13 April 2010

Jello and The Art of Writing

Getting back to my roots a bit here, I thought I’d do a post concerning this blog’s namesake.

I’m quite fond of jello (whether it’s generic fruit gelatin or a Bill Cosby-endorsed brand name, doesn’t matter) as both a snack and a philosophy. That’s right, a philosophy. The philosophy of jello can be applied to writing, among other aspects of life.

Think of jello flavors as genres. Writers have a choice of genre to frame their story. Sometimes it doesn’t feel like much of a choice - even if I tried to write urban fantasy, it’d probably end up being women’s fiction or erotica, and even when I swear I’m going to try a new flavor, I end up falling back on an old favorite.

© Nikolay Okhitin/www.photoexpress.com
There are plenty of other bells and whistles for your jello, too. Fancy-shaped molds, a dash of alcohol, a handful of fruit, a dollop of whipped cream, a spritz of seltzer. All of these things are a writer’s tools of the trade. Dialogue, flashbacks and flashforwards, backstory, characterization, humor, sarcasm, hyperbole, story arc, plot structure…. A writer’s list is considerably longer than jello’s list, but the idea is the same.

You may be asking yourself if I’m saying anyone can write a great novel by selecting a genre and a few bells and whistles and fitting them together. That couldn’t be farther from the truth. Think about it in terms of jello again.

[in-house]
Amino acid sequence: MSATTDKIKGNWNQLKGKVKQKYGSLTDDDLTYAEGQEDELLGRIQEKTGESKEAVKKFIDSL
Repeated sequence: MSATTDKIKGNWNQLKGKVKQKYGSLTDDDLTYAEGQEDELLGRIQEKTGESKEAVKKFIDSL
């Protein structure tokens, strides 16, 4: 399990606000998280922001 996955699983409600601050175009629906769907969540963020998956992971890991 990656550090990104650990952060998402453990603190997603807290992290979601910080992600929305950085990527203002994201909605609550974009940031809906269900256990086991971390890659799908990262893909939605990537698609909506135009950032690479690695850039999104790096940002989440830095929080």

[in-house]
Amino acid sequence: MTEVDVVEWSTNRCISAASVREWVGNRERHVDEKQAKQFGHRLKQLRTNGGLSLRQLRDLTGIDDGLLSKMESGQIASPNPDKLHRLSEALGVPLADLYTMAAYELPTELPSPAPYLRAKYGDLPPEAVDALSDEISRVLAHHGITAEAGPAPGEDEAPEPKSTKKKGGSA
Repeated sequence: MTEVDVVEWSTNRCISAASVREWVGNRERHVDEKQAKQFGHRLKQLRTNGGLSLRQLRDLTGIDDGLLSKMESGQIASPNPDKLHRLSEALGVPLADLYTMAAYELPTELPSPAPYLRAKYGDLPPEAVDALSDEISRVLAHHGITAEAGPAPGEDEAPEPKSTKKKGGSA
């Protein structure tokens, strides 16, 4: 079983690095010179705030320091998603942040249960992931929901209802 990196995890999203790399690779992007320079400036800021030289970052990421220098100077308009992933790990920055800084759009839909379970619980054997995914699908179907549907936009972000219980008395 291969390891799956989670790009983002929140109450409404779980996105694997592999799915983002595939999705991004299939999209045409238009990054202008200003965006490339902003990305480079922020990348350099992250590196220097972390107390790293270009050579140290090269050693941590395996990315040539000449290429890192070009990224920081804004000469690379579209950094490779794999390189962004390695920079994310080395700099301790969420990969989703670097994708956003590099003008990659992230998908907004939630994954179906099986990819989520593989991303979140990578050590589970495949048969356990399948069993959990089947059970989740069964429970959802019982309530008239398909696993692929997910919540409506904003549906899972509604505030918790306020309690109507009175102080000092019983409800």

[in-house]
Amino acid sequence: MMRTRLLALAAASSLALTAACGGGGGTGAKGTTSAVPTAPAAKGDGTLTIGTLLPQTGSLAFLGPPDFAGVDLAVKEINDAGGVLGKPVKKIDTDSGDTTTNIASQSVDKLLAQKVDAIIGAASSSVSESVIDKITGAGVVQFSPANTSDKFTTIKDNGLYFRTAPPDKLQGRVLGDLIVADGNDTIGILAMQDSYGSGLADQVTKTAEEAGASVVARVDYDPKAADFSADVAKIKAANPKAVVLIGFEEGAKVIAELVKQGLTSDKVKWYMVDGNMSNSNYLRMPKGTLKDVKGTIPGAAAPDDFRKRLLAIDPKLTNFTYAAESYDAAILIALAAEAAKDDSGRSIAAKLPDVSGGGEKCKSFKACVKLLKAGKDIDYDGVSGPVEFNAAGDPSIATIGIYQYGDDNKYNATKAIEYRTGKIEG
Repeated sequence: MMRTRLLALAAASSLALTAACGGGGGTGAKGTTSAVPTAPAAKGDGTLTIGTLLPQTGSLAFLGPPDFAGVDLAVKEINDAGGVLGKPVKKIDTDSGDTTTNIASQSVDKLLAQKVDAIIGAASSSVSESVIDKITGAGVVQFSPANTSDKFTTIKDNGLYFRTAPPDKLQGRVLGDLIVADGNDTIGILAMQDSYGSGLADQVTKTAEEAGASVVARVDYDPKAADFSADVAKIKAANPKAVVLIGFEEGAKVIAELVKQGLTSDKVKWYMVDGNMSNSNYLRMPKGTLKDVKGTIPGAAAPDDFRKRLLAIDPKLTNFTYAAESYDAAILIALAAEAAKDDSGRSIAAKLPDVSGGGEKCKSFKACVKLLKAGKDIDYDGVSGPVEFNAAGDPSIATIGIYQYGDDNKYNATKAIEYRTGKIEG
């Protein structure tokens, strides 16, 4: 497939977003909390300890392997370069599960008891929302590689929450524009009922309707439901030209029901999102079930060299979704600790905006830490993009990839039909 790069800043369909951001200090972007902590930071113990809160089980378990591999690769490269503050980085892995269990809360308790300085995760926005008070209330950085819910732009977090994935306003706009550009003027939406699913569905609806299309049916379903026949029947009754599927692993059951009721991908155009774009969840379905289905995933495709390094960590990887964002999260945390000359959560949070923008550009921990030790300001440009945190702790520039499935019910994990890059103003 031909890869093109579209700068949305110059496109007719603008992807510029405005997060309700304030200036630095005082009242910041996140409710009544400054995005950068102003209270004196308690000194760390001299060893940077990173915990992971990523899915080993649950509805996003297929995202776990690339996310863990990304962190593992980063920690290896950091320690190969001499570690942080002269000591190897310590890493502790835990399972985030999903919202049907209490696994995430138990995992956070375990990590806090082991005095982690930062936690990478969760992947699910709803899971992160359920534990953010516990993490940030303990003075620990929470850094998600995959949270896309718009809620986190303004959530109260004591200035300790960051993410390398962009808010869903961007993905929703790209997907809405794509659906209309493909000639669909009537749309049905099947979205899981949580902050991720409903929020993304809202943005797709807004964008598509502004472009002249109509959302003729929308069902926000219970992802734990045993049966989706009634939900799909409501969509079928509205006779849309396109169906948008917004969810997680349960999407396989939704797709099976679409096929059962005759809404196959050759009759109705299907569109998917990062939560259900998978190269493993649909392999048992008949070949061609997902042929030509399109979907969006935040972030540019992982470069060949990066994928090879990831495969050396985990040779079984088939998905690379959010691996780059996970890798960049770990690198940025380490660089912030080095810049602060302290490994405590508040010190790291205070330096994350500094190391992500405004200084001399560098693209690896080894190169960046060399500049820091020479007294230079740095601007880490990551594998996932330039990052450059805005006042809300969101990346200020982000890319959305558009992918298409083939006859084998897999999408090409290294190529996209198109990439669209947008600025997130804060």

Lime flavor. Sprite, pineapple, grapes added in. Not sounding too bad, right? Now take all those and make a cake. Or pudding. Or cookies. Not so great anymore, right?

Similarly, a person can’t just pick a few things and throw them together and be called a great writer: Romance genre. Love triangle, murder, family secrets. Oooooh, sounds intriguing, right? Sure, but that doesn’t mean Joe Schmoe off the street can turn it into a viable novel.

What makes jello so freaking great isn’t the shape, color, added goodies, or even the flavor. There’s just an innate awesomeness to jello that makes it irresistible no matter what you do to it. Think of your favorite book, or favorite author. I bet you’d never say “The realistic dialogue makes this book totally RAWK!” or “I’ve read all of his books because I just LOOOOOVE the way he uses flashbacks!” No, it’s something more, something even greater than the sum of all the little parts, something intrinsic and almost impossible to communicate.

Some may call it voice, or style, but I think it’s even more than that. I can’t tell you what it is, or whether I myself have it (I hope so!), or how to get it, or what to do with it. All I know is that it’s what I strive to create every time I write, and it is mine alone. You may not like my flavor of jello, but it’s still jello, and it is awesome.


  1. Very cool, Jen. I've often wondered why the Jello World, now I know. What a great metaphor--if that's the right word. Terry

  2. Nice! There's that certain sparkle about a great book that's hard to define - but easy to recognize! :)

  3. I love this metaphor. Very nice. I think I can relate in some ways, Jell-O rocks.

  4. Jello as life, jello as muse, jello as writing philosophy. I think I may just need to do a Two Kinds of People post about jello. "There are two kinds of people in the world: those who see jello as just an odd food and those who see jello as metaphor." Yes, it could definitely work.

    I like your blog very much and am glad I discovered it via SheWrites.

  5. I think that would be a fabulous blog post! :-) Glad you're enjoying Jello World.


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